African Oral Narratives
Military Intelligence in Apartheid-era South Africa

Interview at Gowrie: Language Use in the Upper East Region

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Courtesy of Mary Esther Dakubu
Creator: Dakubu, Mary Esther Kropp
Nsoh, Ephraim Avea
woman, name withheld
Contributing Institutions: Mary Esther Kropp Dakubu; Institute of African Studies, University of Ghana; MATRIX: The Center for Humane Arts, Letters, and Social Sciences Online at Michigan State University
Biography: The interviewee is a woman from the south of Ghana who was married to a Farefari-speaking man and had lived in the language area for a long time. She had at least middle school education, and earned money by baking bread at home to sell. The interviewer was a (male) graduate student at the University of Ghana and friend of the interviewee and her husband,
Description: The interviewee, who came from the south of Ghana, describes her own background and what languages were spoken by members of the family. Both she and her husband are literate. Her children usually speak Fante to her but Gurene (major Farefari dialect) to their father. The interview was conducted in Gurene, which she spoke fluently. A certain amount of code-mixing with English is observable but this is not unusual in speakers who have been to school.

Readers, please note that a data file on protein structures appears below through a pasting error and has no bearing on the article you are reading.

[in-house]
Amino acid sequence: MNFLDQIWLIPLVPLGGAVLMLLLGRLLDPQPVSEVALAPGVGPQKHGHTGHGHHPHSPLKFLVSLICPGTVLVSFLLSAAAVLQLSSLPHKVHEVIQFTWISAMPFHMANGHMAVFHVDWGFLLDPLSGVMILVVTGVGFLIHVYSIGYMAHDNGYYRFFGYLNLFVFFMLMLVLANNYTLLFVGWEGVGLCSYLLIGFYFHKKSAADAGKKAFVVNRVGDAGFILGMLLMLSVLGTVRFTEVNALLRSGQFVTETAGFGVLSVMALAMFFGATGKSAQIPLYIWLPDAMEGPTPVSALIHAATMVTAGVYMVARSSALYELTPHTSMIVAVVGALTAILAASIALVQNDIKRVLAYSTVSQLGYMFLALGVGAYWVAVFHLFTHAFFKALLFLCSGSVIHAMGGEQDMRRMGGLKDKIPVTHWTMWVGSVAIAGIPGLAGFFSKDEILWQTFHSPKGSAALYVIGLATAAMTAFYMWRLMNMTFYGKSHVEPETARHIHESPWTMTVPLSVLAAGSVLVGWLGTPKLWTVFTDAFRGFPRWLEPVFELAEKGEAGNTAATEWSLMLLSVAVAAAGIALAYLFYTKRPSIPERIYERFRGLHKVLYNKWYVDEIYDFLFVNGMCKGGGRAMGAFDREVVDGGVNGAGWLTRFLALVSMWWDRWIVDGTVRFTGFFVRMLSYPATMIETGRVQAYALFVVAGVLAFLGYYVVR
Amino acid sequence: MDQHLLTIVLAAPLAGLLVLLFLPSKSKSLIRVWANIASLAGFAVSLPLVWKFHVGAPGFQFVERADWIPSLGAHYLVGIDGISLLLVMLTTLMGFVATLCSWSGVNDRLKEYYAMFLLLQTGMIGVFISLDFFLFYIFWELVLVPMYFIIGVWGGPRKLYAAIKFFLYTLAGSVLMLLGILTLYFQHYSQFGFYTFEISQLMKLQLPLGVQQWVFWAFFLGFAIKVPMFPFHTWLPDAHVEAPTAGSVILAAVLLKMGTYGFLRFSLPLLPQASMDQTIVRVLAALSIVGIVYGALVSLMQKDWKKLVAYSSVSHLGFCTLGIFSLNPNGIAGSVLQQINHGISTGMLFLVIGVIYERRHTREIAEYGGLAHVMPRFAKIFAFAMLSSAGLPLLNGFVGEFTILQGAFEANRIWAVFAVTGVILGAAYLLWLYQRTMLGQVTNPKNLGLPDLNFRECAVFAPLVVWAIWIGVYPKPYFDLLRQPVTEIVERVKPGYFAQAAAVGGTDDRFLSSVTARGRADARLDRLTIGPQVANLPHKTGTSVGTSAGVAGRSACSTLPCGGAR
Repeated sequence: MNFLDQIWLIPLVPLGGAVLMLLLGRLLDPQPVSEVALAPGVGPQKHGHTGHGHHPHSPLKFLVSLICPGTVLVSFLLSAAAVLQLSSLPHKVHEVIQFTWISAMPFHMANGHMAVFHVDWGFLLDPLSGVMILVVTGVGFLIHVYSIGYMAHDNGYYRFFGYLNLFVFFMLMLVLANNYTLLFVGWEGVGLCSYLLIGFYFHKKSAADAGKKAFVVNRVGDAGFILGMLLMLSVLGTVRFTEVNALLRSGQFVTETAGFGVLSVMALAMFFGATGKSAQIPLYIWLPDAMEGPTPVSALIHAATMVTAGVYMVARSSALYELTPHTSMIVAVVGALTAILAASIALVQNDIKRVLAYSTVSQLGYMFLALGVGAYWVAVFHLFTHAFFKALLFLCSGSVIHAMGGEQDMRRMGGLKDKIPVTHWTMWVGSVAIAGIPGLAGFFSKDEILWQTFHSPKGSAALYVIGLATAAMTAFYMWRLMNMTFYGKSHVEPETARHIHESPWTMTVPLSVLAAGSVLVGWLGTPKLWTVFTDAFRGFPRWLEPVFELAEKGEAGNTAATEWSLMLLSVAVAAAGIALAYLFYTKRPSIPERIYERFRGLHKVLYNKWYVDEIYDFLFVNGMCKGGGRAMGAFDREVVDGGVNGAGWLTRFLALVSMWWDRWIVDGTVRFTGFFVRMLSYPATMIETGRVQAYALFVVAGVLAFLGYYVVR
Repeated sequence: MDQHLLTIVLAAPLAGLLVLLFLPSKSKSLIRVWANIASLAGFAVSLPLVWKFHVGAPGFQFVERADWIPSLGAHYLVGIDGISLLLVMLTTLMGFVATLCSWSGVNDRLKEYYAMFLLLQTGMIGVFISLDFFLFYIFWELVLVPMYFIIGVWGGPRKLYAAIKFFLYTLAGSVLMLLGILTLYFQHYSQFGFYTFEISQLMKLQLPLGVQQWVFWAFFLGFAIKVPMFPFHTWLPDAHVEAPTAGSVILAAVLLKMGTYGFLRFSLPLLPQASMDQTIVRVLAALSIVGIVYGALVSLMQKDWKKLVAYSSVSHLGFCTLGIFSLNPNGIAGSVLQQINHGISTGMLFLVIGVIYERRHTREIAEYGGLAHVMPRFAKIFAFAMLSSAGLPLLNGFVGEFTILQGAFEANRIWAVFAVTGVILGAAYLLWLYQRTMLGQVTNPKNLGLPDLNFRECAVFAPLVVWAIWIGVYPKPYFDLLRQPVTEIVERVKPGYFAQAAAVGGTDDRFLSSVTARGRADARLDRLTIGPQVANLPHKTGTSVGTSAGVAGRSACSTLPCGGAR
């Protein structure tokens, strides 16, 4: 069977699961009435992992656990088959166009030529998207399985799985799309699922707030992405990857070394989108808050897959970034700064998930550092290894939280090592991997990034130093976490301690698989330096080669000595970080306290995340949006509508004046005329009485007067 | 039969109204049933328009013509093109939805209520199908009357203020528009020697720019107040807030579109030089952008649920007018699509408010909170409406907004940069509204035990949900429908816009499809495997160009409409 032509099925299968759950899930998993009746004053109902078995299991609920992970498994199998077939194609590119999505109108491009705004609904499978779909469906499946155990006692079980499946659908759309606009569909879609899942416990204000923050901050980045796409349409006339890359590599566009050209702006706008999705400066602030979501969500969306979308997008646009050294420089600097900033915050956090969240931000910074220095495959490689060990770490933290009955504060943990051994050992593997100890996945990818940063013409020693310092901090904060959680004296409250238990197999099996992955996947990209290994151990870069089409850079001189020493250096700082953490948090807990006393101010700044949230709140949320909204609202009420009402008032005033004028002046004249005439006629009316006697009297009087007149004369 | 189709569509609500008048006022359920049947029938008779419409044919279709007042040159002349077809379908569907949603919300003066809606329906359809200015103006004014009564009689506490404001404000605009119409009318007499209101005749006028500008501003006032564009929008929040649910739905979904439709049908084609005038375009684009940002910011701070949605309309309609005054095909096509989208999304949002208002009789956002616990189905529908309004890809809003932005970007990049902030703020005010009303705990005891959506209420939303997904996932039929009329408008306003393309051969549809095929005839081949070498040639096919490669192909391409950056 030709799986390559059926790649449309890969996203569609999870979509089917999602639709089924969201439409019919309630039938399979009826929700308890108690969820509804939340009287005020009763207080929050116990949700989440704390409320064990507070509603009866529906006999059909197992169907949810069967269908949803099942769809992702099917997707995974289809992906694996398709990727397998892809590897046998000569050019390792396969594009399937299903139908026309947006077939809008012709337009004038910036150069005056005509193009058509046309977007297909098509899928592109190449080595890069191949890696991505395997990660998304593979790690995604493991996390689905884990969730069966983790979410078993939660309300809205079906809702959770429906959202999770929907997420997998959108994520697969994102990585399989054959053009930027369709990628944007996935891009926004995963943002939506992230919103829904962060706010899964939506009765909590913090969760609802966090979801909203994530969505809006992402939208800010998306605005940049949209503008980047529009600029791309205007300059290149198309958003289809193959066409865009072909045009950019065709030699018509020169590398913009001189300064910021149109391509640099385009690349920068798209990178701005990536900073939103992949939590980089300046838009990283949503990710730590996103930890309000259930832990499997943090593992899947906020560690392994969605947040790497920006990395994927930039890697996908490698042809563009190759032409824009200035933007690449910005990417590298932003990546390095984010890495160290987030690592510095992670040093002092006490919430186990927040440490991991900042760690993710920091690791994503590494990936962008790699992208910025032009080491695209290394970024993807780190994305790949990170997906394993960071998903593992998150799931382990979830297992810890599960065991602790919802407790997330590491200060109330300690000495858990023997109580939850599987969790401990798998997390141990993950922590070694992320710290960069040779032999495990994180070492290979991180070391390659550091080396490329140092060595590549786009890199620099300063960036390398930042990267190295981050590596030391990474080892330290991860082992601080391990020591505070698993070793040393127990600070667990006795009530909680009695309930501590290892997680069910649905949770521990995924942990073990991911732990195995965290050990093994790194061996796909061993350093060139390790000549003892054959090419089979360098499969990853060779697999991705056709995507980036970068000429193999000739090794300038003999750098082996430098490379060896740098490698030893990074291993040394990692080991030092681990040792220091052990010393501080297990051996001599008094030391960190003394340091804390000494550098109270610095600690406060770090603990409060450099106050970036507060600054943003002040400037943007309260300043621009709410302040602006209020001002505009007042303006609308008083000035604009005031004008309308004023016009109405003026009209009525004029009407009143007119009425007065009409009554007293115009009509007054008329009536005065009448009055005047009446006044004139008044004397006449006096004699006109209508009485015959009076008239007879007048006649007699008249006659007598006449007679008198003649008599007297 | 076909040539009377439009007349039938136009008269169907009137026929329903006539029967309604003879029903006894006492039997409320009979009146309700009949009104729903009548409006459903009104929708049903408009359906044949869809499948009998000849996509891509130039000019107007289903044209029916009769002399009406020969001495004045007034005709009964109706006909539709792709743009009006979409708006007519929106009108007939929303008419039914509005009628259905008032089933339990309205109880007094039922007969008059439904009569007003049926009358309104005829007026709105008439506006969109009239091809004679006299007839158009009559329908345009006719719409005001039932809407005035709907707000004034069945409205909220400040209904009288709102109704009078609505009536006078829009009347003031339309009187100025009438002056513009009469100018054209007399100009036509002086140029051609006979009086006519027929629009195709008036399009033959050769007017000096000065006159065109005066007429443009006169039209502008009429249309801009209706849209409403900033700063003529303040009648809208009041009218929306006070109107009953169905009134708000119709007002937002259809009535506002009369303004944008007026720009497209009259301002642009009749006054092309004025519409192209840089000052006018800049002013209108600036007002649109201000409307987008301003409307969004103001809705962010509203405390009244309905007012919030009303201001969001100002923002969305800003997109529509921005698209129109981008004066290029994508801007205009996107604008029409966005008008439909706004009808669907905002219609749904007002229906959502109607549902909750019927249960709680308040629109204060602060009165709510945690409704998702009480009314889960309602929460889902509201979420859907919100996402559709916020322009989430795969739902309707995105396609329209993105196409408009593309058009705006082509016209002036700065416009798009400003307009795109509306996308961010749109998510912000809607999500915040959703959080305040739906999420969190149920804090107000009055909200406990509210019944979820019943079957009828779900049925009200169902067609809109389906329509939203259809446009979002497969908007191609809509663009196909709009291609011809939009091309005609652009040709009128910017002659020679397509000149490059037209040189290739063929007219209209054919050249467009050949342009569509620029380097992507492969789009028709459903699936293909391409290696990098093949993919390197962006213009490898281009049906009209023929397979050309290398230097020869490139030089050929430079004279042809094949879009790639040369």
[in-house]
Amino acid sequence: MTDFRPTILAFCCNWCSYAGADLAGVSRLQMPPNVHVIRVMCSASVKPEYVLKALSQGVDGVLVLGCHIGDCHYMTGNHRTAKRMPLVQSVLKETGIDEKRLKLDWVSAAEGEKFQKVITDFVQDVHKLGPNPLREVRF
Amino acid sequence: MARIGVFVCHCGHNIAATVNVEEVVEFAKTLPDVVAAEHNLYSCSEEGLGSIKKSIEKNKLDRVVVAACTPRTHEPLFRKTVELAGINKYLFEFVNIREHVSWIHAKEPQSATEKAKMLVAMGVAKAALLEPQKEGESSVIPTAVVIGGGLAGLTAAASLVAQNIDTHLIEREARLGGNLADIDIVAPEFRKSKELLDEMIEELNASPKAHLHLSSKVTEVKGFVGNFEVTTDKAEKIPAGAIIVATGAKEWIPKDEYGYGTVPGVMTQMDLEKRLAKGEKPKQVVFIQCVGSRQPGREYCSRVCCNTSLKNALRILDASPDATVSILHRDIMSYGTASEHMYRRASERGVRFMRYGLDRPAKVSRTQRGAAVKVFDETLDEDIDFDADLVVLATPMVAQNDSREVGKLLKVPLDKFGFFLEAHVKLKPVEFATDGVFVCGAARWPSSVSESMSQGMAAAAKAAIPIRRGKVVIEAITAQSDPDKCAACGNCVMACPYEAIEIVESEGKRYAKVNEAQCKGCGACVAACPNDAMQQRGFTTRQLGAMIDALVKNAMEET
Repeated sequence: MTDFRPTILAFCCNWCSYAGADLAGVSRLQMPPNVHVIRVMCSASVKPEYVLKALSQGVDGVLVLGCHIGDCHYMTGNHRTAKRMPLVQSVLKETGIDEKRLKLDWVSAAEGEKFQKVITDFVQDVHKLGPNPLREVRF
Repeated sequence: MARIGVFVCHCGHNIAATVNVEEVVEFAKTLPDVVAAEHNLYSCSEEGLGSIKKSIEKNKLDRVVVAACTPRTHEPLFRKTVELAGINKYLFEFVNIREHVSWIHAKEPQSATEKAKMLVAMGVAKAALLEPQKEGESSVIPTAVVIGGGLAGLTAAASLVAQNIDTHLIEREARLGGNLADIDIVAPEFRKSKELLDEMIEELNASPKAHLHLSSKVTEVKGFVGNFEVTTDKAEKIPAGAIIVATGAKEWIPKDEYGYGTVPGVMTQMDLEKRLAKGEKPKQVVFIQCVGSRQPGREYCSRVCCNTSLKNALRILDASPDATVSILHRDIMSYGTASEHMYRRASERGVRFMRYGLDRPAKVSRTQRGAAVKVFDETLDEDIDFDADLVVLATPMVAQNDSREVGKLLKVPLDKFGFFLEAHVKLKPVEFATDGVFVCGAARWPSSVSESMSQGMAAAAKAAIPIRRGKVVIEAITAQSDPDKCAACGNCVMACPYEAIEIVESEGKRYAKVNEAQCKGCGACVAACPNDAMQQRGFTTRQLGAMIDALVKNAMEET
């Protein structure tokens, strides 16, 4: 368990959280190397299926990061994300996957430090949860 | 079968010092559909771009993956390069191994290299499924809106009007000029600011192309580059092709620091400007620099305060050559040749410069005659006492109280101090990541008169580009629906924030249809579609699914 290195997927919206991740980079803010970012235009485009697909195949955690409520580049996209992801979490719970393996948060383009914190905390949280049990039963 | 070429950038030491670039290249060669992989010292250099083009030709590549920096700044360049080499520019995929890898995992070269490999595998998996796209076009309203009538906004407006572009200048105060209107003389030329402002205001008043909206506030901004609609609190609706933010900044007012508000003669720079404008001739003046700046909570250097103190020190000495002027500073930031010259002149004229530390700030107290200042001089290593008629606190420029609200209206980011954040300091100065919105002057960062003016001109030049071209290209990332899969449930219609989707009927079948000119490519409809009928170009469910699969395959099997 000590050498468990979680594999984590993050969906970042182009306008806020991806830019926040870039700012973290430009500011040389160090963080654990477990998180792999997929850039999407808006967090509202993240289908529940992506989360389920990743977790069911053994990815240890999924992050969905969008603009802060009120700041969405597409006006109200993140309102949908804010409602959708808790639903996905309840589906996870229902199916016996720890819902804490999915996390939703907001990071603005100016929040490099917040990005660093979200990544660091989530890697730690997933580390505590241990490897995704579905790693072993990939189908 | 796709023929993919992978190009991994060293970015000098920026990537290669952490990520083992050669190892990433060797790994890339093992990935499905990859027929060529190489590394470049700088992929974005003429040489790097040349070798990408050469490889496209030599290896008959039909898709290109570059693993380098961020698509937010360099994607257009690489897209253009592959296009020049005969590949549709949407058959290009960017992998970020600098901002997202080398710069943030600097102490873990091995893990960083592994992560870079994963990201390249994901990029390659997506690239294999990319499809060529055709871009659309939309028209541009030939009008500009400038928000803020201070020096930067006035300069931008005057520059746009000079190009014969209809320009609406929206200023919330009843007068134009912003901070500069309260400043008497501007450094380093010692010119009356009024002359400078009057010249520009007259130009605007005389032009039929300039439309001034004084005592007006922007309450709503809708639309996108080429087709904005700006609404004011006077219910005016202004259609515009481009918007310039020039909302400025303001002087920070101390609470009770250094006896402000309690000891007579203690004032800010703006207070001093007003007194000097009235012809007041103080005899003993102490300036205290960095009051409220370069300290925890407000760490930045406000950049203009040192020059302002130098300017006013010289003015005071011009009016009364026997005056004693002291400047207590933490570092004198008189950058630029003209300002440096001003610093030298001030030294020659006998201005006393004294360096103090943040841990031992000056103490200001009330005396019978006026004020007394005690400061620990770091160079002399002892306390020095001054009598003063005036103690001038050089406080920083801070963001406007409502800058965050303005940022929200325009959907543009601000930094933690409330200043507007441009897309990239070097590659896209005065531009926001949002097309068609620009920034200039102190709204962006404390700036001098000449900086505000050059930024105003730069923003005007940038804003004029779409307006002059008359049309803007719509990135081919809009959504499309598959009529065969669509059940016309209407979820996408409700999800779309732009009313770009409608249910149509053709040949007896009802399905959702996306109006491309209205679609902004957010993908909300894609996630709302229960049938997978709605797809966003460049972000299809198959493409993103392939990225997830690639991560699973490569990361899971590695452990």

Date: September 2001
Location: Gowrie, Upper East, Ghana
Format: Audio/mp3
Language: English
Rights Management: Education use only, no other permissions given.
Digitizer: MATRIX

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